The papers also reported a story about Leopold's father. He was shocked at the unspeakable tragedy his son had perpetrated.
The unexpected turn of events - with Nathan Jr. in the middle of one of Chicago's most notorious crimes - caused great strain for this father of a brilliant son. He had to hire a fantastic lawyer. His son needed the best anyone could find, at the time.
The families called Clarence Darrow.
Known as a winning lawyer who championed lost causes, Darrow agreed to take the case. One of his first moves completely shocked the prosecution.
Darrow decided to withdraw the "not guilty" plea. Why would he even consider doing such a thing? Because a "not guilty" plea would assure Leopold and Loeb of a jury trial. And a jury trial, thought Darrow, would assure his young clients of a death sentence.
As a matter of personal conscience, Darrow absolutely opposed capital punishment. However, any impassioned plea to show mercy would likely fall on deaf juror ears.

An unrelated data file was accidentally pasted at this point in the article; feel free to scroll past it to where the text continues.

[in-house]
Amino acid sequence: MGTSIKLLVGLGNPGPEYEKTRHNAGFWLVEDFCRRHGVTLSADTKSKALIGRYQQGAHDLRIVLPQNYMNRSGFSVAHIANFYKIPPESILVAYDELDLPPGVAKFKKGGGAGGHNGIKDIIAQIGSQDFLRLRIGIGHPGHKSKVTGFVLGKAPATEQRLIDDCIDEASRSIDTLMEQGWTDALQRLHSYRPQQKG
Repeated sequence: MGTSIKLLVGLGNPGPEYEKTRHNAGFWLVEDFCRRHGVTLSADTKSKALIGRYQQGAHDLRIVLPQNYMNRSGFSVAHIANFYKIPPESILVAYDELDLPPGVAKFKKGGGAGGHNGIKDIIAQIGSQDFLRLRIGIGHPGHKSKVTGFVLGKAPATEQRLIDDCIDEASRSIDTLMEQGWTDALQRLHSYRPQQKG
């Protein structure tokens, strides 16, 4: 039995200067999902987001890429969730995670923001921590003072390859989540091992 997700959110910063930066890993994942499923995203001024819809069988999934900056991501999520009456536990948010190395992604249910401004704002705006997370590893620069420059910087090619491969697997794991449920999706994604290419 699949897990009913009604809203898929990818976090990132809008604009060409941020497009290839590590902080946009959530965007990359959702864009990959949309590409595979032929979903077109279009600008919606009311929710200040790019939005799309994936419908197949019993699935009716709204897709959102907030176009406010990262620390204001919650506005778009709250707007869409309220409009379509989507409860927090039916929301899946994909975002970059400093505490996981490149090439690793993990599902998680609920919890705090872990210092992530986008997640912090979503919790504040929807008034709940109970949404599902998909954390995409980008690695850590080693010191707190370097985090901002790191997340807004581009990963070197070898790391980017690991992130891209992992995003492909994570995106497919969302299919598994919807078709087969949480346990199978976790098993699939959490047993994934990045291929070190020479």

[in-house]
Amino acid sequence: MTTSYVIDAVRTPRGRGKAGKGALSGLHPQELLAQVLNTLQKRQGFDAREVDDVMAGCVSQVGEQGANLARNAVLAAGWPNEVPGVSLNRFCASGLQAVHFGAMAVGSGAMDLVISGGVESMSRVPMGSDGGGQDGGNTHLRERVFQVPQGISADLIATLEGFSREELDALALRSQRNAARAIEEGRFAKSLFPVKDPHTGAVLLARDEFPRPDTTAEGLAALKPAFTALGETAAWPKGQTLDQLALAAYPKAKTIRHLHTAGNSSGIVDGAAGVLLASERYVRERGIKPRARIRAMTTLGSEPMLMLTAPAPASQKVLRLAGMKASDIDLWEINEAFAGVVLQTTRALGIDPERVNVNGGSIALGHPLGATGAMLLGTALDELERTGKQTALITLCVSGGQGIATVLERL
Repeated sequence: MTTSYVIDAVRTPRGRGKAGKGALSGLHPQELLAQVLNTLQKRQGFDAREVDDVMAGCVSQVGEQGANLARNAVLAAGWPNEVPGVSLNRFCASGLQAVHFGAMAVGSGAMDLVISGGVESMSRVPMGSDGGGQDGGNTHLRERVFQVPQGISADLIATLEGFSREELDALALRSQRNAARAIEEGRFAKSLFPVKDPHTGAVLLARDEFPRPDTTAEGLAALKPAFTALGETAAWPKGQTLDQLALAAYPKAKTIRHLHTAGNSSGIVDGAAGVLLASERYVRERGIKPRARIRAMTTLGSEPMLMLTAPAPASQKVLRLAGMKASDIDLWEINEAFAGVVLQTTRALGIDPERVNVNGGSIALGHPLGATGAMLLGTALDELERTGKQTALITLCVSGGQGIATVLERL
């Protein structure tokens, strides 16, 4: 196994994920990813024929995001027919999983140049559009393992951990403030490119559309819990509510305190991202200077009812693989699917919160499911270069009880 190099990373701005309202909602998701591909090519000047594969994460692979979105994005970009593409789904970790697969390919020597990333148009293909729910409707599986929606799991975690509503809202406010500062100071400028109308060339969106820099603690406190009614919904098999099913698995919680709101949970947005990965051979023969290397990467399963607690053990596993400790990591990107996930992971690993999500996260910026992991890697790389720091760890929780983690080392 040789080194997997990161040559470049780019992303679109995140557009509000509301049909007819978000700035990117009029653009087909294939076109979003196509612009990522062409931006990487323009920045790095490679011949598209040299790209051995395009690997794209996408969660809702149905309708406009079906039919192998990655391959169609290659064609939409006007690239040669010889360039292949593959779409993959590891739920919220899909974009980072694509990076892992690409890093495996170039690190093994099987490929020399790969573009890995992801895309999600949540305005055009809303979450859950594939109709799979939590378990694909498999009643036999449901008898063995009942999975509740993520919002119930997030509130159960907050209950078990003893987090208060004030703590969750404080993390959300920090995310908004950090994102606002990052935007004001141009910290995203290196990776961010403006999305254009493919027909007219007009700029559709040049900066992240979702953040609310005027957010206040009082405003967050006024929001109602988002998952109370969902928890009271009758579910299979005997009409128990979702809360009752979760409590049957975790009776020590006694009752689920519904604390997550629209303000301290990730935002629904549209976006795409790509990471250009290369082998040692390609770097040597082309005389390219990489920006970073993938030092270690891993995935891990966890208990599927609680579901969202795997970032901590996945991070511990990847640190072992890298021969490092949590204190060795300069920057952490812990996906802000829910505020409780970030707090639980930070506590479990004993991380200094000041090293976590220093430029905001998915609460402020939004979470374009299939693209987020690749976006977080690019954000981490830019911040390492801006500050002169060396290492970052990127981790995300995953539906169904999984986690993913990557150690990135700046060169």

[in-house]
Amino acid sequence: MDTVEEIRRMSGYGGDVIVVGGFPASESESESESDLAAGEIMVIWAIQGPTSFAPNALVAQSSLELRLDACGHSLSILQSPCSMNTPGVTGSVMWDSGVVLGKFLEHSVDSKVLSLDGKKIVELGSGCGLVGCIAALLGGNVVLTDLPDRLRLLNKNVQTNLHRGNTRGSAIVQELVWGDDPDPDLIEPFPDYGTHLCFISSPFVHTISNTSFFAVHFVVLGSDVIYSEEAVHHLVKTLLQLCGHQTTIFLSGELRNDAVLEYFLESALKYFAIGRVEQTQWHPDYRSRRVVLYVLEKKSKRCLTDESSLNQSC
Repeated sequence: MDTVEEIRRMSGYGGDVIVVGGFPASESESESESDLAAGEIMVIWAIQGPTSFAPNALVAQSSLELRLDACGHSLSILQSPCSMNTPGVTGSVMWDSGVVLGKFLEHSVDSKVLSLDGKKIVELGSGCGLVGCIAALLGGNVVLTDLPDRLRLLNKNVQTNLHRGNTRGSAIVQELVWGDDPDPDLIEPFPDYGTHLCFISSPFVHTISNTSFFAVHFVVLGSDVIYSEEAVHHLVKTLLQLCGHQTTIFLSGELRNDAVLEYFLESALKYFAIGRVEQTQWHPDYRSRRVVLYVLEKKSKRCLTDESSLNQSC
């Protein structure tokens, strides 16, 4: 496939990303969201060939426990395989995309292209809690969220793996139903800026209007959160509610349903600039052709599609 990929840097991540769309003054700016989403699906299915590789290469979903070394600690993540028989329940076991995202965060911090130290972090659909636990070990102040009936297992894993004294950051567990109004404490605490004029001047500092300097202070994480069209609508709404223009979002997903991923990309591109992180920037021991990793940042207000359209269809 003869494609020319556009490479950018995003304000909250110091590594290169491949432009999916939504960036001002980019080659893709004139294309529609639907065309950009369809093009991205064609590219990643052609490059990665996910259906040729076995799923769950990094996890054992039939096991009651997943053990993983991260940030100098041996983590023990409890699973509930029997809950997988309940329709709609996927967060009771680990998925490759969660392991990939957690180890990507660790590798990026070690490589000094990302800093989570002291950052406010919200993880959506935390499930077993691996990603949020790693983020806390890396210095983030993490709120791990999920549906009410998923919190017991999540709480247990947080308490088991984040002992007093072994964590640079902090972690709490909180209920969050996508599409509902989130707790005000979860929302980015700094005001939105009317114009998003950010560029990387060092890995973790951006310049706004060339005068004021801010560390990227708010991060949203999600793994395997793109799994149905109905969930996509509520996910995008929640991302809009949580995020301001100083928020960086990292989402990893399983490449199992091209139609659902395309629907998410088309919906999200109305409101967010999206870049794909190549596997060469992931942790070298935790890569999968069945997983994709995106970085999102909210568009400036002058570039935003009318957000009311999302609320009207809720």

If these two young killers had any chance to avoid the death penalty, it would be with a judge, not a jury. Darrow knew that, and his strategy was flawless.
The prosecuting attorneys, however, demanded the ultimate punishment. Asking Judge Caverly to impose the death sentence, Thomas Marshall reminded the court about the heinous nature of the crime:
If this is not a murder of the extreme type on the facts, then, of course, a lesser penalty than death can be invoked; but when months of planning, careful execution of every detail, a money motive, a kidnapping for ransom, the cruel blows of a sharp steel chisel, the gagging, the death, and the hiding of the body all appear, as they do here, the malice and deliberation take the crime out of the scale of lesser penalties and prescribe death. (The Loeb-Leopold Case, compiled by Alvin V. Sellers, page 41.)